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What Are the Steps to Writing a Concept Essay?


The purpose of a concept essay is to inform your reader on a specific topic: “Successful explanatory writing presents information confidently and efficiently, usually with the purpose of educating the reader about a subject," Rise B. Axelrod and Charles R. Cooper explain in "The St. Martin's Guide to Writing." A concept essay serves to explain, not influence. You don’t take certain stance or point of view regarding your subject. Even if you tackle a controversial theme, explain the facets of a controversy rather than taking a side.

Find a Subject

Often, you will be assigned a topic on which to write. However, you may get the opportunity to choose from a wide range of subjects or to come up with your own topic. Look for something that interests you. If you are interested in the theme, you will be more likely to write in a way that makes others interested as well. Concept essays themes tend to be more abstract than the topics for other essays. For example, you may be asked to write about the racism, communication or wisdom.

Research

Think about what you already know about your subject and then find out what you don’t know. You are educating someone about a topic, so make sure you know as much as possible about it. Once you have done your research, you will decide how much of it to use. You don’t want to put every piece of information in the essay, but you need enough detail so that someone unfamiliar with the concept will be able to understand it once he has read your paper.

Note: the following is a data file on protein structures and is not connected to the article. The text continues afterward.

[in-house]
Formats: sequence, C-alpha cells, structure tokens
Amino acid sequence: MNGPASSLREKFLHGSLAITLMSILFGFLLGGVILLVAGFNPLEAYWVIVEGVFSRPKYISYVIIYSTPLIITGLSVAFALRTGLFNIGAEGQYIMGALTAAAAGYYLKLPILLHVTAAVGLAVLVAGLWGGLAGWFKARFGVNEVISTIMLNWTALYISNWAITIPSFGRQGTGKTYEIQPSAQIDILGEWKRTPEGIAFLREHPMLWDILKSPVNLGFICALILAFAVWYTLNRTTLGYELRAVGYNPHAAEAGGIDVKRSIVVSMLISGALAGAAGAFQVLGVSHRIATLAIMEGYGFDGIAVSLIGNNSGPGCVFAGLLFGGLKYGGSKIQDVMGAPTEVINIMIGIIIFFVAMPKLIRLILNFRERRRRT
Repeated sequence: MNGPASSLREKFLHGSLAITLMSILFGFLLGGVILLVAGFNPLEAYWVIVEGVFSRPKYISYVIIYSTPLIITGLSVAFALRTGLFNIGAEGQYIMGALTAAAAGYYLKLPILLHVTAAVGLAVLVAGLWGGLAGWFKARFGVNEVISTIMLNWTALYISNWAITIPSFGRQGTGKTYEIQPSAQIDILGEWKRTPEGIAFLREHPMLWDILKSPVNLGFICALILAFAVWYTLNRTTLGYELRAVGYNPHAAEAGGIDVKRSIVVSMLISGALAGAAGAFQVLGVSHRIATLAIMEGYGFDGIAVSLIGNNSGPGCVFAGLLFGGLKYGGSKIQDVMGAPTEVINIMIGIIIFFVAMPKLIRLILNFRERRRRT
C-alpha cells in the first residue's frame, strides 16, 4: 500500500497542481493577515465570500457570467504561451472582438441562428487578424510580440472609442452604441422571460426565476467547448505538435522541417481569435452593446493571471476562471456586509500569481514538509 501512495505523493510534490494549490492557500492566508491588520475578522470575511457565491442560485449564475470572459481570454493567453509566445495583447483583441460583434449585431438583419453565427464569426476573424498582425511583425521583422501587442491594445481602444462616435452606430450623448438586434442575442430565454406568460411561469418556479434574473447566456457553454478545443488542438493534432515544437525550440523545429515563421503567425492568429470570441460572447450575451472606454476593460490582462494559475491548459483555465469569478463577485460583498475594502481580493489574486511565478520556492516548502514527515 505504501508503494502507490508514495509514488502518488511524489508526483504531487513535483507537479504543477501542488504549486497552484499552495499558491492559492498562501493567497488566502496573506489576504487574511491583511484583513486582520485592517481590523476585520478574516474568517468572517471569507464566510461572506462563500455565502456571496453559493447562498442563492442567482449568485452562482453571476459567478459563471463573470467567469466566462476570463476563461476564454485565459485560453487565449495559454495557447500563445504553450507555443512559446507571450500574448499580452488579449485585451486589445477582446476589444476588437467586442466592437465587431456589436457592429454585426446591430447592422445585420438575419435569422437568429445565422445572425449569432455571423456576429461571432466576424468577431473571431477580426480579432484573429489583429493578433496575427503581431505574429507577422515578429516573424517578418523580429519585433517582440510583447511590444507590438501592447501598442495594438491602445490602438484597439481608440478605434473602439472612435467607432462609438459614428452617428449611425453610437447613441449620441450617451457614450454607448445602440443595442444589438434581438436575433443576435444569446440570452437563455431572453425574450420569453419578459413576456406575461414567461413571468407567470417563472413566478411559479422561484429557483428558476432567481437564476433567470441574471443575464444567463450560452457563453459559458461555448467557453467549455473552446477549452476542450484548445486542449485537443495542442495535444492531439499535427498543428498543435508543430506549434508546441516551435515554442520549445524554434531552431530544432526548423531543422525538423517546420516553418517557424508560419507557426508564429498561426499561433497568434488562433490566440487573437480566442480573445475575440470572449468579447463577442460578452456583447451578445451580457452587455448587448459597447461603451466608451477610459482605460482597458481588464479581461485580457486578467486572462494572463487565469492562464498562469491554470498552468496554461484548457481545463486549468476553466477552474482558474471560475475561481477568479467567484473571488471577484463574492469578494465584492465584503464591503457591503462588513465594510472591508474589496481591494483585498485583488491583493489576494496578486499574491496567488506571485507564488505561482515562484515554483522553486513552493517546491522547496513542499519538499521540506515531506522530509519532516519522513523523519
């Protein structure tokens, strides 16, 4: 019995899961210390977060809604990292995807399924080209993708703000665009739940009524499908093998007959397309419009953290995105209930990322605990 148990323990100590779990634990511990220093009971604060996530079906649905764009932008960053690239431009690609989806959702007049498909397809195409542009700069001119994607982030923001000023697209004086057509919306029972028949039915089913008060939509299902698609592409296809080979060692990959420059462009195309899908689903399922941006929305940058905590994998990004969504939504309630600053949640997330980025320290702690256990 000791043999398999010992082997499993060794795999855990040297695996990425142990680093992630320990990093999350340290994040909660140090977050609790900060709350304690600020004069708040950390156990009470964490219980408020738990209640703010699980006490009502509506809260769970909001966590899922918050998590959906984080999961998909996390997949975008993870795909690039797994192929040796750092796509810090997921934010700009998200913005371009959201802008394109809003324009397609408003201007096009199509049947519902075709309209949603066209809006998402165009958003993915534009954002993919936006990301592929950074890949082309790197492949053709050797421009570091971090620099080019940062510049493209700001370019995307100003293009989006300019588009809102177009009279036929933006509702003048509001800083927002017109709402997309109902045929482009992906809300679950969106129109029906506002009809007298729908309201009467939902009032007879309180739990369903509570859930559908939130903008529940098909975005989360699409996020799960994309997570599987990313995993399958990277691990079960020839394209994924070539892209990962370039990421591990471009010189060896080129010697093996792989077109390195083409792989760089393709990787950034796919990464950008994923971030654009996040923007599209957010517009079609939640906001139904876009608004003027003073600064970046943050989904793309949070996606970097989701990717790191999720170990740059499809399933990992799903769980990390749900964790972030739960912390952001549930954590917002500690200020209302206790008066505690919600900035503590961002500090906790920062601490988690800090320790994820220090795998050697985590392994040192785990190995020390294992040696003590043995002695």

Audience

Determine the audience for your paper. According to the University of North Carolina at Chapel Hill’s Writing Center, knowing your audience “can help you make good decisions about what material to include, in what order to organize your ideas, and how best to support your argument.”

Outline

Organize your ideas by putting them in an outline. The Purdue Online Writing Lab discusses the importance of creating an outline and gives ideas on how to get started (see Resources section). By organizing your ideas, you will start to get the overall form of your paper. You can see which ideas are alike and should be grouped together. Also, you will see which ones do not fit and should be eliminated.

Introduction

The introductory paragraph announces your subject and gives an indication of the important points within the essay. Also, your introduction should contain your thesis statement. A thesis is a sentence or two that states the central idea of your paper. The thesis allows readers to clearly understand the purpose of your essay.

Body Paragraphs

Compose body paragraphs that support your thesis. Each paragraph conveys one main point. That main point is stated in the topic sentence of the paragraph. The rest of the paragraph should support that topic sentence, and all paragraphs should support your overall thesis.

Conclusion

Remind the reader of the main idea of your essay. A conclusion summarizes the main points of your paper. Be careful to word this in a new way so your essay does not seem repetitive.

Editing and Revising

When your first draft is completed, edit your work. Check to see that the essay stays on topic from start to finish. Make sure the information is presented in a logical way. Verify that each paragraph stays focused on a central idea. Look for spelling and grammatical errors.

References
  • "The St. Martin's Guide to Writing, 7th ed.;" Rise B. Axelrod and Charles R. Cooper; 2004
  • UNC Writing Lab
About the Author

Shelia Odak has over 10 years writing and editing experience for consumer and trade publications including "Radio/TV Interview Report." She has worked for over nine years in education and holds a Ph.D. from Georgia State University. Odak writes on a range of topics including education, literature and frugal living.